I was showing photos of our family and friends to our daughter this evening. This has become a favorite part-time pasttime for us, which I find moving, difficult, and thrilling all at the same time. The pictures dislodge memories of younger days, when I looked wiser and more alive, and the baby pictures remind me of those squawking first few weeks that gave life to a new being. Some of the photographs depict people who are no longer alive, like my grandmother. I told my daughter, “this was my grandmother,” and as the words rolled out, I found myself drowning in the word “was,” a word not like any other, a word that shows the finiteness of our being in three long letters and one syllable. I also thought about how the word “was” somehow indicates objectness — a non-human quality, as if the coil sloughed off of us is an it and not part of us.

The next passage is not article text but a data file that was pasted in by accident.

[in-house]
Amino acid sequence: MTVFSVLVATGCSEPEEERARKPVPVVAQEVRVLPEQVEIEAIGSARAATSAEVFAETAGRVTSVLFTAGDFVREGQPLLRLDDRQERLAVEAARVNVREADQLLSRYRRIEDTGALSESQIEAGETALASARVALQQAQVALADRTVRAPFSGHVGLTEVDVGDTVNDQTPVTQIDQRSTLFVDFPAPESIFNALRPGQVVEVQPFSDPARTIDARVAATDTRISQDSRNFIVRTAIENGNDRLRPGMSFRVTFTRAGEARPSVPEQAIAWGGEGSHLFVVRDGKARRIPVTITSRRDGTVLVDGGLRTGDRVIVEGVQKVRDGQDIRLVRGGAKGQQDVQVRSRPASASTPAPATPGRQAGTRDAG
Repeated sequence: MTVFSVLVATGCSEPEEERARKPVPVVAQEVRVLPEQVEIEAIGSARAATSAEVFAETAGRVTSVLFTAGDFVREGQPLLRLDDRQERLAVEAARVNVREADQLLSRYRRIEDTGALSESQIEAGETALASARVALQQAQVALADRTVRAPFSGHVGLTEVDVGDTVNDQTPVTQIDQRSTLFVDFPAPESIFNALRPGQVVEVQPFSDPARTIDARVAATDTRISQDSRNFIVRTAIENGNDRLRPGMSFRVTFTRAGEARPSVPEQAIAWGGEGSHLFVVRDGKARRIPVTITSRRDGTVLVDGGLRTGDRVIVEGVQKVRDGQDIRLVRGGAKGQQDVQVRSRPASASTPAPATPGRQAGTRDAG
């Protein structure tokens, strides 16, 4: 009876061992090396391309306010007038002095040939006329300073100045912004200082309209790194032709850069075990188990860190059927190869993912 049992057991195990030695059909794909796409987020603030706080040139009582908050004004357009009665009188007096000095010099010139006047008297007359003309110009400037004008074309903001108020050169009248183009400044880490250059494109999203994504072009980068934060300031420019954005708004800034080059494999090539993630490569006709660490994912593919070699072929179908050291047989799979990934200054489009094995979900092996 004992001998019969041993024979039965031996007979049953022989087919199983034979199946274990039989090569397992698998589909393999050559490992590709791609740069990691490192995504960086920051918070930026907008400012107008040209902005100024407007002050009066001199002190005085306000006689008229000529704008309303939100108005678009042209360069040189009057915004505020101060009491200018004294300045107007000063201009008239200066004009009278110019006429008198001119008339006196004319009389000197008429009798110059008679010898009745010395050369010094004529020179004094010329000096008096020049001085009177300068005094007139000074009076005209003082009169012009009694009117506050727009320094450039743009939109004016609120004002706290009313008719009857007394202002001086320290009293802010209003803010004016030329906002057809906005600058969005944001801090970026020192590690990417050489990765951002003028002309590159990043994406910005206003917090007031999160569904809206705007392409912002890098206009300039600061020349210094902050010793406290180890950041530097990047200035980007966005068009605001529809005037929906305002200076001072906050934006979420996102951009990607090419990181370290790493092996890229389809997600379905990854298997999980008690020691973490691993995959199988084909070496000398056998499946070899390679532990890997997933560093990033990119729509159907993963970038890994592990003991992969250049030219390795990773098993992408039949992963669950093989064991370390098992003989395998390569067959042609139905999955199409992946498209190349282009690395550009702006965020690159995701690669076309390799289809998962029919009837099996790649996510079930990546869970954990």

One thought on “Was”

  1. When our son Matt was five, we did not want him to forget the he had been born in the Maritimes so we put together a “biography” for him. Quite a bit of text plus photos and various artifacts from his life. When he turned six he asked for an update. And has every year since. Morag, who is now nine also got one for her fifth birthday and has had yearly updates. (Their birthdays are Ocotber 24 and November 4) It becomes a fair amount of work each year. But we can’t stop now and they continue to love it. Each year I live with the expectation our son will let us know he is “too old” for this but it has yet to happen. Putting in pictures of my mom in this year’s biography and wondering exactly how to word the text echoed your description of “was”. Nice moment. Thanks.

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